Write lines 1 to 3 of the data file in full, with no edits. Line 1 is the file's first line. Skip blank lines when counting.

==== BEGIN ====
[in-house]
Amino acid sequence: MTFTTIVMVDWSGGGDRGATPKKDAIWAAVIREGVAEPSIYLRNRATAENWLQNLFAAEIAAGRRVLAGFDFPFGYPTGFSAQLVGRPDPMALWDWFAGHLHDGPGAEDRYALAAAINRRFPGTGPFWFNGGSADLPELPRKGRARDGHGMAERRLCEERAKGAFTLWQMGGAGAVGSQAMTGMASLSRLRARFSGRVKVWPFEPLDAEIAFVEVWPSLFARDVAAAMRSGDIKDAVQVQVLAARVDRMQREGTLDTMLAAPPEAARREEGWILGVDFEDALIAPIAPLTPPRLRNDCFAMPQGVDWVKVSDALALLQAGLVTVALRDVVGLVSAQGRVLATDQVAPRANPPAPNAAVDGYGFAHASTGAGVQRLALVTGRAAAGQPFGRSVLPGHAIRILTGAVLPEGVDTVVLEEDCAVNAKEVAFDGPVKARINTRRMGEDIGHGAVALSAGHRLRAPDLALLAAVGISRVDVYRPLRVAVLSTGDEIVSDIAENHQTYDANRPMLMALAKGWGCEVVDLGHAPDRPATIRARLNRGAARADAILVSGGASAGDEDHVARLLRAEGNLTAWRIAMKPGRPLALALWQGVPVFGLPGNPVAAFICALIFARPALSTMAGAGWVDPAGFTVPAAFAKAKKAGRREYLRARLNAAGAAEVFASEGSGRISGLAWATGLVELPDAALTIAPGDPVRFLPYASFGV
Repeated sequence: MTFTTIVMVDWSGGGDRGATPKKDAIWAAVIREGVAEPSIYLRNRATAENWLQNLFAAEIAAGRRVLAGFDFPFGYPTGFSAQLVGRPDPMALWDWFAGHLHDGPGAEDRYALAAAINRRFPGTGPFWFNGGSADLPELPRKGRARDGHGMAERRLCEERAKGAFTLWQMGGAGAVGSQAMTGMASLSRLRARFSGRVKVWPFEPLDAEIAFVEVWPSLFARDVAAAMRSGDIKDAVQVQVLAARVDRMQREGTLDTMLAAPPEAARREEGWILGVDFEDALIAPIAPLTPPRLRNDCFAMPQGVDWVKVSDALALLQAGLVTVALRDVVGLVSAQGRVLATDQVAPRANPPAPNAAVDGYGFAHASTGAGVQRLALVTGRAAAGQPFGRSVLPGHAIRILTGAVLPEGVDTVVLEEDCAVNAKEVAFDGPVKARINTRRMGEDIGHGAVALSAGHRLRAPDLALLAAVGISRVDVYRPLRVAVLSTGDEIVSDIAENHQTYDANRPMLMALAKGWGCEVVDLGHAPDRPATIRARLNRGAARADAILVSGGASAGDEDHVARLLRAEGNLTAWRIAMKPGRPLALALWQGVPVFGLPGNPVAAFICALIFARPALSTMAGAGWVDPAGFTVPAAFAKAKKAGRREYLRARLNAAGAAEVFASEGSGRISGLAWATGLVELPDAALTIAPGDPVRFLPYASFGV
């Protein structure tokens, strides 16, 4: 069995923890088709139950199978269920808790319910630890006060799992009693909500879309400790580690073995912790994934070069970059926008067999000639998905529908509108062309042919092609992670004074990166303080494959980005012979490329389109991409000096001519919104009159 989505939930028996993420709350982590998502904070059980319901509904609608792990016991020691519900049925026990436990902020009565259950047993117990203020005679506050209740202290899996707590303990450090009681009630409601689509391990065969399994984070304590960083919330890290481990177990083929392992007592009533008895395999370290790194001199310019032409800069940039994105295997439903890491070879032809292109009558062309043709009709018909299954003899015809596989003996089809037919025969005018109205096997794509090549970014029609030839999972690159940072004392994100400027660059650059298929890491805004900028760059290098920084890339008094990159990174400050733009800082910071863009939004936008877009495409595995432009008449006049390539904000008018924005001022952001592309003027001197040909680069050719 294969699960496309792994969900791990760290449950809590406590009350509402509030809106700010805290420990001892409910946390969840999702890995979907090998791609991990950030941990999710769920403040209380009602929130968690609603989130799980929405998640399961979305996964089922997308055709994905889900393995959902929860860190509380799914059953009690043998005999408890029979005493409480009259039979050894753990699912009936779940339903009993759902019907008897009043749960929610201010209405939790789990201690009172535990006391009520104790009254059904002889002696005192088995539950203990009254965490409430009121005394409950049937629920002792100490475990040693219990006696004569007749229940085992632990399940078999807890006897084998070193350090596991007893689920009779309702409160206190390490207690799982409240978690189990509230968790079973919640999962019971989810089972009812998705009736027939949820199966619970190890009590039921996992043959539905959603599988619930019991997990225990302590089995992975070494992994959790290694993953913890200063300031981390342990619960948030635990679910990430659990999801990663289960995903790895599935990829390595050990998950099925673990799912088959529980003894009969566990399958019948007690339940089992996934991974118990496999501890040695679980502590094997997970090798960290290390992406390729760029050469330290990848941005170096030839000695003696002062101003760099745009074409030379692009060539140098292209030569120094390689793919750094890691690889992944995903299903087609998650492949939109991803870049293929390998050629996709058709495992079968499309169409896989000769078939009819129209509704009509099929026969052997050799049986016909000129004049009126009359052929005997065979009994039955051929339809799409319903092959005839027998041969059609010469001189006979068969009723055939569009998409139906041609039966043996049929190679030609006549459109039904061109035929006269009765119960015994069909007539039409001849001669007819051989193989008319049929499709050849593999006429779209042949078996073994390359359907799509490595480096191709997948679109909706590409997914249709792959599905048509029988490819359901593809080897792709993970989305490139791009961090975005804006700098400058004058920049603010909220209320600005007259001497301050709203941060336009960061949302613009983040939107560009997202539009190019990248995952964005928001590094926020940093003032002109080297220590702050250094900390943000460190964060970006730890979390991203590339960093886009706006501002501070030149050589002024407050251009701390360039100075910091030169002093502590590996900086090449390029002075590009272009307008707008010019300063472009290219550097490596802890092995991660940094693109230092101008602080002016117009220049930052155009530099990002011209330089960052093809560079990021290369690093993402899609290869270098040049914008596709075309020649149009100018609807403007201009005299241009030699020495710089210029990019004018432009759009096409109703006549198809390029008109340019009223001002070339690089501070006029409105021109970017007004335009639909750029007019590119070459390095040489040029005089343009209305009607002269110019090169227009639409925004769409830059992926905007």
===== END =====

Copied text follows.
[in-house]
Amino acid sequence: MTFTTIVMVDWSGGGDRGATPKKDAIWAAVIREGVAEPSIYLRNRATAENWLQNLFAAEIAAGRRVLAGFDFPFGYPTGFSAQLVGRPDPMALWDWFAGHLHDGPGAEDRYALAAAINRRFPGTGPFWFNGGSADLPELPRKGRARDGHGMAERRLCEERAKGAFTLWQMGGAGAVGSQAMTGMASLSRLRARFSGRVKVWPFEPLDAEIAFVEVWPSLFARDVAAAMRSGDIKDAVQVQVLAARVDRMQREGTLDTMLAAPPEAARREEGWILGVDFEDALIAPIAPLTPPRLRNDCFAMPQGVDWVKVSDALALLQAGLVTVALRDVVGLVSAQGRVLATDQVAPRANPPAPNAAVDGYGFAHASTGAGVQRLALVTGRAAAGQPFGRSVLPGHAIRILTGAVLPEGVDTVVLEEDCAVNAKEVAFDGPVKARINTRRMGEDIGHGAVALSAGHRLRAPDLALLAAVGISRVDVYRPLRVAVLSTGDEIVSDIAENHQTYDANRPMLMALAKGWGCEVVDLGHAPDRPATIRARLNRGAARADAILVSGGASAGDEDHVARLLRAEGNLTAWRIAMKPGRPLALALWQGVPVFGLPGNPVAAFICALIFARPALSTMAGAGWVDPAGFTVPAAFAKAKKAGRREYLRARLNAAGAAEVFASEGSGRISGLAWATGLVELPDAALTIAPGDPVRFLPYASFGV
Repeated sequence: MTFTTIVMVDWSGGGDRGATPKKDAIWAAVIREGVAEPSIYLRNRATAENWLQNLFAAEIAAGRRVLAGFDFPFGYPTGFSAQLVGRPDPMALWDWFAGHLHDGPGAEDRYALAAAINRRFPGTGPFWFNGGSADLPELPRKGRARDGHGMAERRLCEERAKGAFTLWQMGGAGAVGSQAMTGMASLSRLRARFSGRVKVWPFEPLDAEIAFVEVWPSLFARDVAAAMRSGDIKDAVQVQVLAARVDRMQREGTLDTMLAAPPEAARREEGWILGVDFEDALIAPIAPLTPPRLRNDCFAMPQGVDWVKVSDALALLQAGLVTVALRDVVGLVSAQGRVLATDQVAPRANPPAPNAAVDGYGFAHASTGAGVQRLALVTGRAAAGQPFGRSVLPGHAIRILTGAVLPEGVDTVVLEEDCAVNAKEVAFDGPVKARINTRRMGEDIGHGAVALSAGHRLRAPDLALLAAVGISRVDVYRPLRVAVLSTGDEIVSDIAENHQTYDANRPMLMALAKGWGCEVVDLGHAPDRPATIRARLNRGAARADAILVSGGASAGDEDHVARLLRAEGNLTAWRIAMKPGRPLALALWQGVPVFGLPGNPVAAFICALIFARPALSTMAGAGWVDPAGFTVPAAFAKAKKAGRREYLRARLNAAGAAEVFASEGSGRISGLAWATGLVELPDAALTIAPGDPVRFLPYASFGV